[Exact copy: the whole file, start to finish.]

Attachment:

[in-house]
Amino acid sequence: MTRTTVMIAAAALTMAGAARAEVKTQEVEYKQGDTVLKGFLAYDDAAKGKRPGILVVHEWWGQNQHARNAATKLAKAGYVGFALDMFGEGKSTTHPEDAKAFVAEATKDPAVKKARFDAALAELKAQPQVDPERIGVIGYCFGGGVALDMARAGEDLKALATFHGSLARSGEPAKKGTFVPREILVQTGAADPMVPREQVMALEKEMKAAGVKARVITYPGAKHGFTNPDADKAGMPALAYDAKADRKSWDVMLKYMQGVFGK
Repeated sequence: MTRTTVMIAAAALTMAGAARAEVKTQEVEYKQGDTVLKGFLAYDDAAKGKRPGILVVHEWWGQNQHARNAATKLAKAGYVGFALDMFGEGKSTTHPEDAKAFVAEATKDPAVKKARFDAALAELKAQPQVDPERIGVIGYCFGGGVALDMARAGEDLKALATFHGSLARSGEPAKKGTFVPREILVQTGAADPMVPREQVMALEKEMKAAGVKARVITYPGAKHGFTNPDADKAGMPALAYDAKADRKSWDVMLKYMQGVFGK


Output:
[in-house]
Amino acid sequence: MTRTTVMIAAAALTMAGAARAEVKTQEVEYKQGDTVLKGFLAYDDAAKGKRPGILVVHEWWGQNQHARNAATKLAKAGYVGFALDMFGEGKSTTHPEDAKAFVAEATKDPAVKKARFDAALAELKAQPQVDPERIGVIGYCFGGGVALDMARAGEDLKALATFHGSLARSGEPAKKGTFVPREILVQTGAADPMVPREQVMALEKEMKAAGVKARVITYPGAKHGFTNPDADKAGMPALAYDAKADRKSWDVMLKYMQGVFGK
Repeated sequence: MTRTTVMIAAAALTMAGAARAEVKTQEVEYKQGDTVLKGFLAYDDAAKGKRPGILVVHEWWGQNQHARNAATKLAKAGYVGFALDMFGEGKSTTHPEDAKAFVAEATKDPAVKKARFDAALAELKAQPQVDPERIGVIGYCFGGGVALDMARAGEDLKALATFHGSLARSGEPAKKGTFVPREILVQTGAADPMVPREQVMALEKEMKAAGVKARVITYPGAKHGFTNPDADKAGMPALAYDAKADRKSWDVMLKYMQGVFGK